Friday evening, arrival.

Top ten popular visitor experiences
A snorkel and walk is an excellent combination on Lord Howe, check out the details for North Beach Remember to ask the locals where the shipwreck is located.
To observe aerial roots of the banyan trees and magnificent kentia palms you will take a walk on the wild side, the east coast. The extraordinary flora and fauna make this a special walk.
An easy 2km walk to the top of a hill to get those panoramic views without trudging up a mountain starts at Blinky Beach. Your reward are views that rotate around the island
Malabar Hill is a two-hour return walk and home to one of the world’s largest nesting sites for the red-tailed tropic bird known for its spectacular airborne courting displays between November and June.
Do not be fooled by the words intermediate hill traverse. There is a reasonably steep descent which can be slippery in the wet. Yet another spectacular view is laid out behind you.
Marine exploration the basalt caves and reefs below the world’s tallest sea stack, with a height of 551 metres. Balls Pyramid is home to huge schools of violet sweep, rainbow runners, marlin, dolphins, turtles and rare species such as Spanish dancers, double-headed wrasse and Galapagos whalers.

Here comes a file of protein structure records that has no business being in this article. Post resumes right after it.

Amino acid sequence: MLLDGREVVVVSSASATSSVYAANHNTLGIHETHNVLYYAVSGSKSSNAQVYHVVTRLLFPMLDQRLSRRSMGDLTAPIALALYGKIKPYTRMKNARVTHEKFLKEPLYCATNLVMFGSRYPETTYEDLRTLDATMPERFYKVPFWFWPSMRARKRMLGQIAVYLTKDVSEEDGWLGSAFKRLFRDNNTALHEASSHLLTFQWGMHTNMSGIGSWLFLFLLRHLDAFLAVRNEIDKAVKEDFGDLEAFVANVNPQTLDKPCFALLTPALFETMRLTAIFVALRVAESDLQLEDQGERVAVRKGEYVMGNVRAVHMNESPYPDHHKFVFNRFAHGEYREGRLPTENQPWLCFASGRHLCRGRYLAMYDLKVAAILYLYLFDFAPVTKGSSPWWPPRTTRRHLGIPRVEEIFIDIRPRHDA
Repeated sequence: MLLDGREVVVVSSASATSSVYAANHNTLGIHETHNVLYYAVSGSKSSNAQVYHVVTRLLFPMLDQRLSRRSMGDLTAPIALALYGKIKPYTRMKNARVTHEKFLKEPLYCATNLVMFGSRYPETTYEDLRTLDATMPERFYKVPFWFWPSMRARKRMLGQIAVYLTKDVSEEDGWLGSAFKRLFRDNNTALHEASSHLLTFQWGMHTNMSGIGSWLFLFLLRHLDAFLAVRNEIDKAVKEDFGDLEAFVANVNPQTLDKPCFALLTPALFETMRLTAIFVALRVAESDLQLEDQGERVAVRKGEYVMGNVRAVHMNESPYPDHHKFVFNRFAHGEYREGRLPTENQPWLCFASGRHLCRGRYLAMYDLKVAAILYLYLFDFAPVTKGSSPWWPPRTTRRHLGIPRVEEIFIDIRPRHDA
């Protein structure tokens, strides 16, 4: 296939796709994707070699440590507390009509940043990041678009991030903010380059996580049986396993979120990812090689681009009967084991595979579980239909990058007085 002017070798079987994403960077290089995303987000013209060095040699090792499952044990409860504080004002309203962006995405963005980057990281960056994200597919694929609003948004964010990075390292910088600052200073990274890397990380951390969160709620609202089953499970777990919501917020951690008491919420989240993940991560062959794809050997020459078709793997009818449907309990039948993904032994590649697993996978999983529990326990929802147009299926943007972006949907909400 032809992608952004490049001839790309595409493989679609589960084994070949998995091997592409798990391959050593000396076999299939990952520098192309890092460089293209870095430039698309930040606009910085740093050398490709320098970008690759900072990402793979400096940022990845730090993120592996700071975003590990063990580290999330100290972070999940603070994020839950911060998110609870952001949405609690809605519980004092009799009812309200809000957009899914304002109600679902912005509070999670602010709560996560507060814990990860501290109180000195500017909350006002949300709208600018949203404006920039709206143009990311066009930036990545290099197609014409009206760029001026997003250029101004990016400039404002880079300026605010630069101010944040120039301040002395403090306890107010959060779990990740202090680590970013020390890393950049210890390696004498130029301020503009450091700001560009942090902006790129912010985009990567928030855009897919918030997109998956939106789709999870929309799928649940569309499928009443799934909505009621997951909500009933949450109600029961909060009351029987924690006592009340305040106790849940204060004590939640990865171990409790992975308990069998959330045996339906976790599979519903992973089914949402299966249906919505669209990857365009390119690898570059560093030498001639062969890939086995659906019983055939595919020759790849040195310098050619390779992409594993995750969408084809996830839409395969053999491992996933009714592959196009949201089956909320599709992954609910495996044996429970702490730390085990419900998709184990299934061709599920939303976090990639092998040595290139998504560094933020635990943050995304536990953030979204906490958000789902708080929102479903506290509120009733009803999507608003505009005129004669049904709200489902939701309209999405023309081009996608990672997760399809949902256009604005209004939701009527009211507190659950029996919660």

Heritage and history. The local museum has a range of displays on the island's World Heritage environment, community and history dating back to 1788, when the British naval vessel HMS Supply was believed to have discovered the island.
Another Island, Admiralty Island is a well known diving location with clear water making for perfect dive viewing. There are over 25 dive sites among the atolls and reefs.
Glass boat tour of Lord Howe coral reefs there is not much more to say other than it is a must do experience, combine with your diving expectations and all members of your party can experience coral reefs up close and personally.
Chilling out, doing nothing, finding your zen moment on Lord Howe.

The beach: must do highlights

Beach picnic anyone, get your accommodation to organise all those pesky details. A perfect moment for couples to savour the moment on their secluded beach.

Old Settlement beach

a great place to swim, relax and admire impressive mountain views

Blinky beach

a great spot for a refreshing swim, surf or a relaxing snorkel

North Bay

a place where you can picnic


The Seven Peaks Walk is Lord Howe’s premier five day guided adventure that takes you from pristine beaches and exposed coral platforms to the delicate mist forests on Mt Gower. Along the way, you’ll see sheltered swimming coves, subtropical palm forests, freshwater creeks, rugged sea cliffs and volcanic peaks. Some sections of the walk, such as the Lower Road on Mt Lidgbird, wind along exposed narrow ledges (protected by ropes, of course) across a 300 vertical metre cliff. Other sections of the walk take you deep into Jurassic Park style banyan forests with the only rookeries of Providence petrels in the world. When you yell, the curious birds land at your feet, almost hypnotised. It’s an incredible experience.